Driving a car is a very complex task. The reason the average human is reasonably good at it is because humans have “intelligence” which allows them to have a high level understanding of their environment and handle most of the edge cases fairly easily. This is fundamentally not true for AI systems we have today. When you think of these systems in terms of “automation” rather than “intelligence”, you start to realize some of the hard challenges that need to be overcome. To top it all, Tesla’s attempt to try to achieve this using a primarily vision-based system if anything puts it at a significant disadvantage to the rest of the competition.
Challenges faced by a primarily vision based Autopilot system
So what does this mean for Tesla’s Autopilot system? Firstly, a big part of my critique about its design is that it has minimal redundancy in its system. It is primarily a vision based system. However, this idea is sometimes challenged by stating that it has multiple cameras that offer redundancy. I don’t mean to pick on my fellow contributor ValueAnalyst, but this was the most recent exchange in writing I remember having about this topic in a recent article I published about Audi’s (OTCPK:AUDVF) new Level 3 system.
He is not alone in making this assumption. There was also a recent paper claiming why adversarial attacks like the one I talked about earlier do not apply to autonomous vehicles because there is redundancy in the various angles and scales at which the same object is observed and this defeats instances of mis-classification. What I find really funny is the rebuttal to this argument came from Musk’s very own OpenAI.
We’ve created images that reliably fool neural network classifiers when viewed from varied scales and perspectives. This challenges a claim from last week that self-driving cars would be hard to trick maliciously since they capture images from multiple scales, angles, perspectives, and the like. – OpenAI Blog
Tesla’s challenge though is even bigger. What we have been talking about so far is classification of well-defined categories of objects. Tesla’s system however not only has to identify and classify these well-defined objects but also reliably identify any other potential object that is an obstacle in its drive path without false positives. This makes it a significantly harder problem. Again, I’m not saying the systems won’t improve. However, the current state-of-the-art systems are not reliable enough to do this, and there is no reason to believe Tesla has surpassed the state of the art in this field. This makes Tesla’s claim of achieving full autonomy in this short time frame all the more ridiculous.
Impact on valuations
None of this would matter that much if everyone understood that this as a field of research with future potential and not factor in its impact into current valuations. However, this is not the case. Again, I don’t want to pick on any one person, but I’m drawn to Morgan Stanley’s Adam Jonas. He is currently neutral on the stock after it reached his price target, but let’s take a look at what got him to that price target. I remember watching one of his interviews on CNBC a few months back and having a hard time stopping myself from throwing stuff at the television to stop the insanity. What was really amazing about his performance was his confidence in talking about a topic he clearly has no understanding about. I highly recommend you watch his full interview.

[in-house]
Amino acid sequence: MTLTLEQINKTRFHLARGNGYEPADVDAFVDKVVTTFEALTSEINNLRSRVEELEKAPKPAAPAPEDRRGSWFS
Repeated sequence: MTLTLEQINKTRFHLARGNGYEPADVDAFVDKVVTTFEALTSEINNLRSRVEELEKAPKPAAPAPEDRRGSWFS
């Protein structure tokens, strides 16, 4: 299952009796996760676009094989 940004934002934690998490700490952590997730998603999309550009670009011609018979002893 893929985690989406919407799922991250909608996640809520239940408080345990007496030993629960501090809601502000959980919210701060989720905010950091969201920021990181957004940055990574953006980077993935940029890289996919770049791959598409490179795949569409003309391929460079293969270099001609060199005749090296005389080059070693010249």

We continue to believe over 100% of the upside from the current price to our $305 target can be accounted for by the value of Tesla Mobility, an on-demand and highly automated transportation service we anticipate to be launched at low volume in 2018. – Morgan Stanley
In a note he sent clients earlier that month, he tried to break down the prospects of the company by segments. He had assigned zero value to Tesla Energy because of its negative margins and he believed any prospects for this segment would be a rounding error in the grand scheme of things. He was significantly below the Street and management on the sales volume for the Model 3 while being higher than most on the average selling price of the Model 3 ($60,000). He spoke about some of his assumptions in an interview with Bloomberg at the time. He also is not all that very bullish on the sale of electric vehicles to individual customers. He gets to his valuation based on the assumption that Tesla will have a deployable autonomous driving system that can be used for ride-sharing within a Tesla Network.
“Well, we think the electric cars for private use really are … for human driving pleasure for wealthier individuals. That’s why it’s so important that in the shared model where you’re not driving 10,000 miles a year, but 50 or 100 in a fleet operation, then the economics of electrification you can get that pay back period under three years. That’s the game changer – shared.” – Adam Jonas, Morgan Stanley
So now what happens if this possibility evaporates? How much real demand would there be for a $35,000 electric vehicle if the possibility of generating revenue via participating in an autonomous ride-sharing network goes away? Forget even that, how many people are really interested in a midsize luxury sedan if the convenience of autonomous driving is taken away? Consider the volume of all Small/Midsize Luxury car sales in America last year shown below:
The entire Small/Midsize Luxury segment sold a little over 800,000 vehicles across all manufactures and models in the US in 2016. Without the prospects of autonomous driving, this will be the target market for the Model 3. Further, as other manufacturers start to bring some of their more advanced driver assist and limited self-driving features to lower-range models, Tesla, relying primarily on its vision-based system, will have a hard time keeping up with the functionality offered by its competitors.
For a long time now, I have believed Elon Musk has been misleading TSLA shareholders and customers about the potential and development curve of Tesla’s Autopilot system. While I still believe that, I am now starting to question whether he genuinely understands the capabilities and limitations of narrow AI systems. At the end of the day, neither option is good for Tesla shareholders. If and when the Model 3 starts to ship in large volumes, those future customers will have a lot of expectations for the autonomous driving technology promised to them and they may not be as forgiving as some of the early adopters have been so far.
Disclosure: I am/we are short TSLA.
I wrote this article myself, and it expresses my own opinions. I am not receiving compensation for it (other than from Seeking Alpha). I have no business relationship with any company whose stock is mentioned in this article.